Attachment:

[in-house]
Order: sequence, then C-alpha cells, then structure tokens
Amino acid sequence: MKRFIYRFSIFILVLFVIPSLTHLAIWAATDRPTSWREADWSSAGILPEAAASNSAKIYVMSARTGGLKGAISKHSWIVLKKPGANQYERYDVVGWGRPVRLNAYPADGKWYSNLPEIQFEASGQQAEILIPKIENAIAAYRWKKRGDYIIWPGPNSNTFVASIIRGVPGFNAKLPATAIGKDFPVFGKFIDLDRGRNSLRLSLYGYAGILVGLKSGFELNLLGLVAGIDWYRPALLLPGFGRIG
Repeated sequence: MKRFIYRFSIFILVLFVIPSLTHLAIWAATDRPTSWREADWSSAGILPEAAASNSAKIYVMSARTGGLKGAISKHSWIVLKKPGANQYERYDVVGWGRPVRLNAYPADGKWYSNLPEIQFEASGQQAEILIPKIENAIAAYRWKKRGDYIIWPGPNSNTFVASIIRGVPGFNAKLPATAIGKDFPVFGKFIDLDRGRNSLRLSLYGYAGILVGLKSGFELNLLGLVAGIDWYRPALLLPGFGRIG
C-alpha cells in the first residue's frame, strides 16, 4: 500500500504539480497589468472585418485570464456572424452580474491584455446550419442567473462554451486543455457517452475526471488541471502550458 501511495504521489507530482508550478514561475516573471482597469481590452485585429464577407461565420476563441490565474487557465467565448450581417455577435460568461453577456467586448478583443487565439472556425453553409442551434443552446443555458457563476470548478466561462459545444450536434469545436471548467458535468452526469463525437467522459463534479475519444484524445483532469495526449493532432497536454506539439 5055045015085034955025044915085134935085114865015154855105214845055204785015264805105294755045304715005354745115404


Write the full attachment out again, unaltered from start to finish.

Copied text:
[in-house]
Order: sequence, then C-alpha cells, then structure tokens
Amino acid sequence: MKRFIYRFSIFILVLFVIPSLTHLAIWAATDRPTSWREADWSSAGILPEAAASNSAKIYVMSARTGGLKGAISKHSWIVLKKPGANQYERYDVVGWGRPVRLNAYPADGKWYSNLPEIQFEASGQQAEILIPKIENAIAAYRWKKRGDYIIWPGPNSNTFVASIIRGVPGFNAKLPATAIGKDFPVFGKFIDLDRGRNSLRLSLYGYAGILVGLKSGFELNLLGLVAGIDWYRPALLLPGFGRIG
Repeated sequence: MKRFIYRFSIFILVLFVIPSLTHLAIWAATDRPTSWREADWSSAGILPEAAASNSAKIYVMSARTGGLKGAISKHSWIVLKKPGANQYERYDVVGWGRPVRLNAYPADGKWYSNLPEIQFEASGQQAEILIPKIENAIAAYRWKKRGDYIIWPGPNSNTFVASIIRGVPGFNAKLPATAIGKDFPVFGKFIDLDRGRNSLRLSLYGYAGILVGLKSGFELNLLGLVAGIDWYRPALLLPGFGRIG
C-alpha cells in the first residue's frame, strides 16, 4: 500500500504539480497589468472585418485570464456572424452580474491584455446550419442567473462554451486543455457517452475526471488541471502550458 501511495504521489507530482508550478514561475516573471482597469481590452485585429464577407461565420476563441490565474487557465467565448450581417455577435460568461453577456467586448478583443487565439472556425453553409442551434443552446443555458457563476470548478466561462459545444450536434469545436471548467458535468452526469463525437467522459463534479475519444484524445483532469495526449493532432497536454506539439 5055045015085034955025044915085134935085114865015154855105214845055204785015264805105294755045304715005354745115404